Investigation shows journalism department chair fired for creating 'hostile learning environment'
After more than two months of investigations, Central Michigan University’s Journalism Department Chairperson was fired for “creating a hostile learning environment” with his use of racial slurs during class time.
The university completed its investigation into Tim Boudreau and the incidents that led to his termination on Aug. 17.
“CMU’s faith in (Boudreau) is irrevocably shaken and its ability to faithfully trust future students to his care and mentoring is forever fractured,” the report states. "(Boudreau’s) behavior in creating a hostile learning environment for a Black student in his class is severe misconduct that CMU cannot allow in its academic environment.”
Rumor spread of Boudreau’s termination on Sept. 2 when an email from College of the Arts and Media Interim Dean Elizabeth Kirby to tenured journalism faculty stated that he was “no longer employed by the university.” At the time, however, neither Boudreau nor the journalism department staff were willing to comment.
Central Michigan Life obtained Boudreau’s personnel and employment records along with the reports from the investigation into the viral incident from 2017 and the disciplinary action taken against Boudreau after the investigation by filing a Freedom of Information Act request with the university.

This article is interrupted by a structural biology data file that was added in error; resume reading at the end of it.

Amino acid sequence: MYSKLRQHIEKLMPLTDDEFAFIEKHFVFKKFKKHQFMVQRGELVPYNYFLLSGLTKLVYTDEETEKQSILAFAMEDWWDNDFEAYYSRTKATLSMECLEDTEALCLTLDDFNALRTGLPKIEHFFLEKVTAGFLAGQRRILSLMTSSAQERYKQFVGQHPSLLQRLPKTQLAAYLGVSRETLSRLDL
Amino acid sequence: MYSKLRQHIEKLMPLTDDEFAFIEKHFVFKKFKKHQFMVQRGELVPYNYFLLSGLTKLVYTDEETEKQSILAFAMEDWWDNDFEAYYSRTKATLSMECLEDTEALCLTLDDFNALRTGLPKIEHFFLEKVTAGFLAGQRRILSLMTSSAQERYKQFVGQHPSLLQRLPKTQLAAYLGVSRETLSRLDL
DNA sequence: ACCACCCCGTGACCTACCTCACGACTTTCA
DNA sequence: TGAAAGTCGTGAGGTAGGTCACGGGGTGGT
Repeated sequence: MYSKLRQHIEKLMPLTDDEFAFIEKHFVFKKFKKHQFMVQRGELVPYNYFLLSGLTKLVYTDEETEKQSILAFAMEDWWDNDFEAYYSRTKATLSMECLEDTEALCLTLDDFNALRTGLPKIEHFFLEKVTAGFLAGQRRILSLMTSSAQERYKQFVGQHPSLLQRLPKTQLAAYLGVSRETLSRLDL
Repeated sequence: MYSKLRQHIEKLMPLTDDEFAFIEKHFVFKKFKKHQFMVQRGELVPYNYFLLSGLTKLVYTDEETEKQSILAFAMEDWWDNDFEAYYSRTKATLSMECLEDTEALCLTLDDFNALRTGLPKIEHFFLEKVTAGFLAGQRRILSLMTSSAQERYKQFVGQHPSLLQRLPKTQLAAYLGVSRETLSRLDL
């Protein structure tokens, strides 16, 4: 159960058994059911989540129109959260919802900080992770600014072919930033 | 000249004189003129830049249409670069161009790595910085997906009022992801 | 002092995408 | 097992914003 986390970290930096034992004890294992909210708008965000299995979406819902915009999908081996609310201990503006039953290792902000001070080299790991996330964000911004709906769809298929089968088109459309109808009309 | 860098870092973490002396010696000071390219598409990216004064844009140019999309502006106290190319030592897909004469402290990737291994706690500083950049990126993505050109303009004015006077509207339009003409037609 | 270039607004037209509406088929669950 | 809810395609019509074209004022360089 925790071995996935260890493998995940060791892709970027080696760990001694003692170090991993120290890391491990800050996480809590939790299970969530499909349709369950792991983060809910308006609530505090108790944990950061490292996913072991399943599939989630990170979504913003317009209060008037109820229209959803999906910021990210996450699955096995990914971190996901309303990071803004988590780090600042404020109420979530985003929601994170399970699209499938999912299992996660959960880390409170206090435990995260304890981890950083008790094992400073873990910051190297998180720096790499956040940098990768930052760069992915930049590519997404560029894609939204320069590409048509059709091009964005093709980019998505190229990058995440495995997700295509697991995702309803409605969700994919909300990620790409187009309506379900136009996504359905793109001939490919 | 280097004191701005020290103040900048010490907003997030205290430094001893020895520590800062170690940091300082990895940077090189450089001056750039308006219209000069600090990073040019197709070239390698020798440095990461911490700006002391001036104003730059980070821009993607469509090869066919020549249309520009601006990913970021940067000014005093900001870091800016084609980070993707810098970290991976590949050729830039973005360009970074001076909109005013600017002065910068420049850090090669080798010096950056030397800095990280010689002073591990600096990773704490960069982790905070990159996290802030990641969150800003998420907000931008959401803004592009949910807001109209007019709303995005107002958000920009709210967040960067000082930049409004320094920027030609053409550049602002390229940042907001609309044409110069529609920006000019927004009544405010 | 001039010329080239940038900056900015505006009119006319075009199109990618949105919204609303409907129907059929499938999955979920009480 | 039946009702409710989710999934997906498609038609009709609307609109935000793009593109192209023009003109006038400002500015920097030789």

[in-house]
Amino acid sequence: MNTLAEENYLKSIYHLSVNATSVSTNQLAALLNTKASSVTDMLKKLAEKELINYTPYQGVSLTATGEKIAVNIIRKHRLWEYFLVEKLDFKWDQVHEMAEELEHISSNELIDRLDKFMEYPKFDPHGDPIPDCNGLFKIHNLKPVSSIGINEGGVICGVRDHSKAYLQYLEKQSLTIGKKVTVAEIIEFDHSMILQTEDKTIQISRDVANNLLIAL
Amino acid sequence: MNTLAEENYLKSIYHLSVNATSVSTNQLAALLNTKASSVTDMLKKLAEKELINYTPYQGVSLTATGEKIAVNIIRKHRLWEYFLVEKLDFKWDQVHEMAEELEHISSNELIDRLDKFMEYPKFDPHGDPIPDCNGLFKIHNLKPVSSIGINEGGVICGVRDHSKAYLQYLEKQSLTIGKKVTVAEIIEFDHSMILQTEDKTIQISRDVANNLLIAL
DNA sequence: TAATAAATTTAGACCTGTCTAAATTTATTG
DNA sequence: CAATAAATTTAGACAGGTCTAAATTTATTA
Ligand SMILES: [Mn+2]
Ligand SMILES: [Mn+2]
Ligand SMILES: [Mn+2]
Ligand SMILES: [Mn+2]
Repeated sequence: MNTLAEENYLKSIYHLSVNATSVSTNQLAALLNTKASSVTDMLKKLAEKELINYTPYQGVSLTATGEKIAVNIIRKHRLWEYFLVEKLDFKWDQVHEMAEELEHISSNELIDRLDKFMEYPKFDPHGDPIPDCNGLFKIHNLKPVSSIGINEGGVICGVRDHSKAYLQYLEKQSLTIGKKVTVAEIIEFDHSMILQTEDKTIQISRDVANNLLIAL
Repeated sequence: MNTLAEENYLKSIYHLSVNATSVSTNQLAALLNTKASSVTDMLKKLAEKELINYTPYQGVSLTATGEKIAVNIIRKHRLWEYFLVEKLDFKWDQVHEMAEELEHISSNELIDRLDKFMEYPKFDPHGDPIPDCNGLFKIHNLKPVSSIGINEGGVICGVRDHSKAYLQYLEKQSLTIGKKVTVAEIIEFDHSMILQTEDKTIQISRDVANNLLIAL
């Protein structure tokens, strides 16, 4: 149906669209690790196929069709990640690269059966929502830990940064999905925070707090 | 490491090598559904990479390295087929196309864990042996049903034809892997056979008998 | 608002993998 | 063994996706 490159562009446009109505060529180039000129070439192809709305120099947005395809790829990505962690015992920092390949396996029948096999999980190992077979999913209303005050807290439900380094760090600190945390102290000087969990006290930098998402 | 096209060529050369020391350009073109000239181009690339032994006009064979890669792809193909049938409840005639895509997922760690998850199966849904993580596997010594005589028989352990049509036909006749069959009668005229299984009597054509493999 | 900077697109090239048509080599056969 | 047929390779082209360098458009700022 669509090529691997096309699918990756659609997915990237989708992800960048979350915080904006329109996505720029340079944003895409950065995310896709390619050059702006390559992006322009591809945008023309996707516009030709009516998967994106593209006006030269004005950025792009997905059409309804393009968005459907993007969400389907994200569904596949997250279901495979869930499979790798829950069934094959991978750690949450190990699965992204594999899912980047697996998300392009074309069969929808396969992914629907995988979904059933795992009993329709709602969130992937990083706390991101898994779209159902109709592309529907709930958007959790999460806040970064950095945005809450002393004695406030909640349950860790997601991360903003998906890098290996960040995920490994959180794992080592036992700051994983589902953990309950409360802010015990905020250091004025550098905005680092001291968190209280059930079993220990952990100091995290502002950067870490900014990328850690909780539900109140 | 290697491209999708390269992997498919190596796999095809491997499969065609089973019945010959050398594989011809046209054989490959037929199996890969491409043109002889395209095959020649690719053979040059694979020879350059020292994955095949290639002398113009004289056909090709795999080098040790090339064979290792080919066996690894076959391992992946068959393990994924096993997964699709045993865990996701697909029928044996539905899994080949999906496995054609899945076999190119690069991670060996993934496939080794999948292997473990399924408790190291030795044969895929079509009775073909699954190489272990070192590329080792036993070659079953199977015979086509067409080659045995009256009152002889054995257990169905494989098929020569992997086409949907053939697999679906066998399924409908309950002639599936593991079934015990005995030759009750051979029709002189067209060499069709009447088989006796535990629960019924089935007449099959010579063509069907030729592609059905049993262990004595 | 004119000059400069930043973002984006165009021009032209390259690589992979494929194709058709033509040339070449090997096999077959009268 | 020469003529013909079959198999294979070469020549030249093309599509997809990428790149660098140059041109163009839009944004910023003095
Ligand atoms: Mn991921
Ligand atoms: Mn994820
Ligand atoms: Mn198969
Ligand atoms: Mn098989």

On June 22, alumna Skyler Mills, of Miami, posted an Instagram video of Boudreau delivering a lecture in his Spring 2017 media law class. In the nine-second video, Boudreau can be heard saying, “… so he said… ‘I don’t want you to be like n-----s in the classroom, but I want you to play like n-----s on the court’” during a discussion about the 1993 lawsuit between CMU and fired men’s basketball coach Keith Dambrot. Boudreau was using Dambrot’s direct quotes stated in the lawsuit, not his own words.
Mills’ mother also took to social media to express support for her daughter in a June 22 Facebook post.
The video prompted a response from the university. On July 7, Dennis Armistead, executive director of CMU’s Faculty Personnel Services, informed Boudreau in a letter that he would be placed on paid administrative leave while his classroom conduct is investigated.
The investigation into the incident involved interviews from both sides of the dispute. On July 8, CMU interviewed Mills and her mother to gather more information.
Mills mentioned there was no verbal or written warning in Boudreau’s JRN 404 class syllabus about the use of controversial language. In fact, the syllabus included a paragraph that celebrates CMU’s commitment to be a diverse, multicultural community.
“(Mills) expressed that she experienced significant personal turmoil after (Boudreau’s) use of the N-word. (Mills) contemplated withdrawing from CMU but decided that she was too close to graduation to make such a significant change,” the report stated. “(Mills) was one of two Black students in journalism 404 in Spring 2018. (Mills) witnessed white students using the N-word and laughing after (Boudreau’s) use of the racial slur.”
Later that month, CMU received Boudreau’s side of the story. He said he taught JRN 404 since 2006 and was involved in drafting the master course syllabus. He believed it was being revised by the journalism department at the time.
Boudreau confirmed that he used the N-word and other derogatory terms while teaching the class, including homophobic language during his teaching of material associated with the Westboro Baptist Church.